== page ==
Retailers that have an online presence generally don’t price-match their own websites. As illogical as this seems (especially for big-box stores that have in-store pickup options) the policy is the policy. Except sometimes there is a way around it. That’s how John saved $8 at Walmart–by making the store price-match its own website.
I was in Lowe’s and remembered to look for a ladder since I didn’t have one at home, and my wife and I are looking to do some painting. At Lowe’s they had a 6 foot aluminum ladder for $56. I pulled out my phone and looked on walmart.com to find that they had a 6 foot aluminum ladder for $35. It was out of stock online, but the store finder told me that they had some in stock at my local store, so my wife and I drove across town.
When I got there, I found the price to be $43 – still cheaper than Lowe’s, but $8 more than the price listed online. I found an associate in the Do It Yourself department, and she explained that prices online were sometimes different than prices in the store, and that it said so on the website. I pulled my phone out and scrolled to the bottom of the page, and sure enough, that’s what it says. Even so, it upset me that I drove all the way across town to save money, but I wasn’t saving as much as I thought. Sure it’s only $8, and that’s $13 cheaper than Lowe’s, but I have now spent gas and time to go across town to Walmart only to be stiffed for $8.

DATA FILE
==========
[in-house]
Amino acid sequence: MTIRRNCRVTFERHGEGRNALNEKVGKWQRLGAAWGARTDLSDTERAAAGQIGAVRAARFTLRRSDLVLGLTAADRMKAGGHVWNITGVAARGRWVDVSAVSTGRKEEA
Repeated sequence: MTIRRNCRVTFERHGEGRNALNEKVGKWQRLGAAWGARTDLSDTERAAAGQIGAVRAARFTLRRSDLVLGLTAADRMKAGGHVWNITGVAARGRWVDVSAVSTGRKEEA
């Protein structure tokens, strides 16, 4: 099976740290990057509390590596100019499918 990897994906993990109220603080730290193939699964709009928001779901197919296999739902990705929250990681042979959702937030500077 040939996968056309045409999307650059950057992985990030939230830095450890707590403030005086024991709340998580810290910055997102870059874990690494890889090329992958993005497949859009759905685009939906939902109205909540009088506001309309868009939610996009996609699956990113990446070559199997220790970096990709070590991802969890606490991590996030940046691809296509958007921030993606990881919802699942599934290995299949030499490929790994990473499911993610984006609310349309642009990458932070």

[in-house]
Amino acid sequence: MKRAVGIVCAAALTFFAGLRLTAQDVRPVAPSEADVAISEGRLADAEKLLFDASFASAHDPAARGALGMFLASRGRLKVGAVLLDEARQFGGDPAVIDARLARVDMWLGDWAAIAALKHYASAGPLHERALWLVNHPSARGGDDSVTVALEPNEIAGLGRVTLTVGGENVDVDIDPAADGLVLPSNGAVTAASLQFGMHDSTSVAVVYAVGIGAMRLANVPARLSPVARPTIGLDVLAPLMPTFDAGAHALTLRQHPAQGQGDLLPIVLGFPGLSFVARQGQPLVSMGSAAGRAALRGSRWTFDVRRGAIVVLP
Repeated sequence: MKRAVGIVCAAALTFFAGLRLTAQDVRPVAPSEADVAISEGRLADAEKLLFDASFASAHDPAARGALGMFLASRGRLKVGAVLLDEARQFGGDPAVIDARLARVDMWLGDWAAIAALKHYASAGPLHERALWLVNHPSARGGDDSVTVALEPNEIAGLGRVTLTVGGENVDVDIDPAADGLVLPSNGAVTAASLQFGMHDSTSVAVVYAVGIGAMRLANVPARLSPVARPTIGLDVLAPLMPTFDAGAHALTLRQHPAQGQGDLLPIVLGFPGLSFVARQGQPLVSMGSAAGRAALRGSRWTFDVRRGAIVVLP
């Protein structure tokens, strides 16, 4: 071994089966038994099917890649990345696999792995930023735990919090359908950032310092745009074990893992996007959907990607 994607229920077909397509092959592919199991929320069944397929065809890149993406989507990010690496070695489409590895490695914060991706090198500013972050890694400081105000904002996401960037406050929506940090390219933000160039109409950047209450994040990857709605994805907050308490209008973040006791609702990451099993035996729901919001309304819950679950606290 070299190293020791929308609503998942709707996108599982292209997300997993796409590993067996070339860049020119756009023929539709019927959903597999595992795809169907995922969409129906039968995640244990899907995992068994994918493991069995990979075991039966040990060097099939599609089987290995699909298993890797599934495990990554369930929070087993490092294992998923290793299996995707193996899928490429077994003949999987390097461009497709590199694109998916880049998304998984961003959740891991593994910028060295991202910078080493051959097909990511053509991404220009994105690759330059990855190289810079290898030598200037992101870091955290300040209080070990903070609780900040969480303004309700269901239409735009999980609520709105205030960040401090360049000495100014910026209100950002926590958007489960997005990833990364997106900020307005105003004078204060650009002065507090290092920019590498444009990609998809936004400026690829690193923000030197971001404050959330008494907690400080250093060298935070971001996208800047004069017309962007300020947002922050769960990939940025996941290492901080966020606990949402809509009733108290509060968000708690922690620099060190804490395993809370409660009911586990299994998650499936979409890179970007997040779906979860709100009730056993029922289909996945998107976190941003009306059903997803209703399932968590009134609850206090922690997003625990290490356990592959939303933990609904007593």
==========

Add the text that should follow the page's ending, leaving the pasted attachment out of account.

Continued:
I asked to speak to a manager. After ten minutes, the associate finally showed back up and called the manager, who told the associate to give me the same “the online price can be cheaper than the store price” speech. I said, “look, I’m not asking you to price-match Target or Lowe’s, I’m asking you to price-match YOURSELF. Walmart.com is run by Walmart, so I’m asking you to give me the price YOU say you can sell it for. Besides, it’s out of stock online, so I can’t get it there.”
I guess the manager heard me, because he told the associate over the phone to give it to me for $35. Again, I only saved $8, and it took me fifteen or twenty minutes, but it’s the principle.
Had the ladder been in stock online, John could have ordered it, had it delivered to the store for free, and only had a few days’ wait for his ladder. Instead, he gets the lower price on the ladder that the store already has in stock.
(Warning: this example is not applicable in all big-box shopping situations.)